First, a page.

a. The love, affection, and other emotional ties existing between the parents and child.
b. The capacity and disposition of the parents to give the child love, affection, and guidance and to continue the education of the child.
c. The disposition of the parents to provide the child with food, clothing, medical care, or other remedial care recognized and permitted under the laws of this state in lieu of medical care, and other material needs.
d. The length of time the child has lived in a stable satisfactory environment and the desirability of maintaining continuity.
e. The permanence, as a family unit, of the existing or proposed custodial home.
f. The moral fitness of the parents.
g. The mental and physical health of the parents.
h. The home, school, and community records of the child.
i. The reasonable preference of the child, if the court deems the child to be of sufficient intelligence, understanding, and experience to express a preference.
j. Evidence of domestic violence. . . .
k. The interaction and interrelationship, or the potential for interaction and interrelationship, of the child with any person who resides in, is present, or frequents the household of a parent and who may significantly affect the child's best interests. The court shall consider that person's history of inflicting, or tendency to inflict, physical harm, bodily injury, assault, or the fear of physical harm, bodily injury, or assault, on other persons.
l. The making of false allegations not made in good faith, by one parent against the other, of harm to a child as defined in section 50-25.1-02.
m. Any other factors considered by the court to be relevant to a particular child custody dispute.

A

9] Richie Fonder argues the trial court erred by applying the post-amendment version of N.D.C.C. § 14-09-06.2(2) to this case, which commenced before the enactment of the 2009 amendments and, therefore, abused its discretion by denying his Rule 59(j) motion. We disagree.

10] Rule 59(j), N.D.R.Civ.P., allows a party to move to alter or amend a judgment. Hanson v. Hanson, 2003 ND 20, ¶ 5, 656 N.W.2d 656. A Rule 59(j) motion should not be used as a means for the trial court to reconsider evidence already presented, but rather as a means to correct errors of law. Id. Furthermore, we will not reverse a trial court's decision on a Rule 59(j) motion absent an abuse of discretion. Id. "A trial court abuses its discretion when it acts arbitrarily, capriciously, unreasonably, or when it misinterprets or misapplies the law." Id.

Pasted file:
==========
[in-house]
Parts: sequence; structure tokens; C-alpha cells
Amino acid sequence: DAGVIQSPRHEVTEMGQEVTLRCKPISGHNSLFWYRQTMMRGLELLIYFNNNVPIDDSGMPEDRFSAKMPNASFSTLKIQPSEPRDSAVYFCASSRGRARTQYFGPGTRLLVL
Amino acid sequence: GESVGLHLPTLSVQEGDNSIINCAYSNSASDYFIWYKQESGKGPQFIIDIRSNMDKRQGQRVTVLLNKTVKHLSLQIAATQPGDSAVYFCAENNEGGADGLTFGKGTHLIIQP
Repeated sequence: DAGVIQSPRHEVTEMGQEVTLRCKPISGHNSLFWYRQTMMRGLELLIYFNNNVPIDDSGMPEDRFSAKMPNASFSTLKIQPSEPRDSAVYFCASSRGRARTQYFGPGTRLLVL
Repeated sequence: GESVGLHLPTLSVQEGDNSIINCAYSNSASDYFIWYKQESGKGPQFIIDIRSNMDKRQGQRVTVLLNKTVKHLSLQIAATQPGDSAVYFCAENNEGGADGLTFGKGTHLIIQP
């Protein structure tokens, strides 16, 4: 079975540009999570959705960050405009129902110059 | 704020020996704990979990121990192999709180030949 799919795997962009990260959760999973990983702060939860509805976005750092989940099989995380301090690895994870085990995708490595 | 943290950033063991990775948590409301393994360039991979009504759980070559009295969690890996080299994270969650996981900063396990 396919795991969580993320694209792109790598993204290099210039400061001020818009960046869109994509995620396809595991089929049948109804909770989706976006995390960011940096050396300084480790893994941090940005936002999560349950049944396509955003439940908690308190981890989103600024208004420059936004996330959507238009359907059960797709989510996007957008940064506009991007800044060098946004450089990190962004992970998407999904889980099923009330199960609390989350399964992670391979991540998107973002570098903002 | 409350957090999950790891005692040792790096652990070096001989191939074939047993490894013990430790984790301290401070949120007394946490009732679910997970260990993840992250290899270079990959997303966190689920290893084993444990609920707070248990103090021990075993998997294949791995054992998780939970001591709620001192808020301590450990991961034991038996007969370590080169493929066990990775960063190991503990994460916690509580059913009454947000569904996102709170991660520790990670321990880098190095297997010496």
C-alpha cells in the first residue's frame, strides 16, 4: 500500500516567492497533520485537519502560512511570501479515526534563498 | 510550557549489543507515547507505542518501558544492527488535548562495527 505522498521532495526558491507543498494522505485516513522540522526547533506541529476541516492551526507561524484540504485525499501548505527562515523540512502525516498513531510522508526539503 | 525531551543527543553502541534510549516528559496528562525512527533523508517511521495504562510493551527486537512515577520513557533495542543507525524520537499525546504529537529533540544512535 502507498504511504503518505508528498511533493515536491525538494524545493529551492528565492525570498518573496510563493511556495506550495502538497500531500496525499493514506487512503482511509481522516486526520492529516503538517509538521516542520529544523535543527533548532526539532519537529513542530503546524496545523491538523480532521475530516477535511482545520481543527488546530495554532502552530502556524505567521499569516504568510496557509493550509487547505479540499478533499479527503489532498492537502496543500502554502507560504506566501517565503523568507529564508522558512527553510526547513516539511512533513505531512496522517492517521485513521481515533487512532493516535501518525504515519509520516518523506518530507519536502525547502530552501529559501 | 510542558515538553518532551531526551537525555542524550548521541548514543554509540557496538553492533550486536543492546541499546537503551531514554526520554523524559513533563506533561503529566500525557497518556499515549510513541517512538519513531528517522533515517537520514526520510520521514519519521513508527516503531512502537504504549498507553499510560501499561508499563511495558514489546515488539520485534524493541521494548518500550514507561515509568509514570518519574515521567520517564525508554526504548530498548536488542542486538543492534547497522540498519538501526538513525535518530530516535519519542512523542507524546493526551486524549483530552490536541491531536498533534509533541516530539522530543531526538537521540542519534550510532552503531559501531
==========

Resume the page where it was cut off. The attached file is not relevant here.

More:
11] A trial court has broad discretion in awarding primary residential responsibility. Peek v. Berning, 2001 ND 34, ¶ 6, 622 N.W.3d 186; Wolt v. Wolt, 2010 ND 26, ¶ 9, 778 N.W.2d 786; Doll, 2011 ND 24, ¶ 8, 794 N.W.2d 425. Although the trial court must consider each best interest factor under N.D.C.C. § 14-09-06.2, "a separate finding is not required for each factor." Peek, at ¶ 6. The trial court need only consider all of the best interest factors and make findings with sufficient specificity to enable our Court to understand the basis for its decisions. Id.

12] Richie Fonder commenced this divorce in August 2008. He correctly argues the pre-amended version of N.D.C.C. § 14-09-06.2 applies to this case. See Sorenson, 2010 ND 146, ¶ 11, 786 N.W.2d 739 (holding the best interest factors in effect when the divorce and custody action commences are dispositive); Freed, 454 N.W.2d at 518 n.1 (holding the same). However, the trial court did not abuse its discretion in denying Richie Fonder's Rule 59(j) motion.

13] The 2009 amendments to N.D.C.C. § 14-09-06.2 clarified and restructured the best interest factors. See 2009 N.D. Sess. Laws ch. 149, § 5. The requirements and purpose of the best interest factors remained consistent. See id. The only new factor the trial court had contemplated under its initial decision was factor (e). However, factor (e) now requires the trial court to consider "the willingness and ability of each parent to facilitate and encourage a close and continuing relationship between the other parent and child." N.D.C.C. § 14-09-06.2 (2009).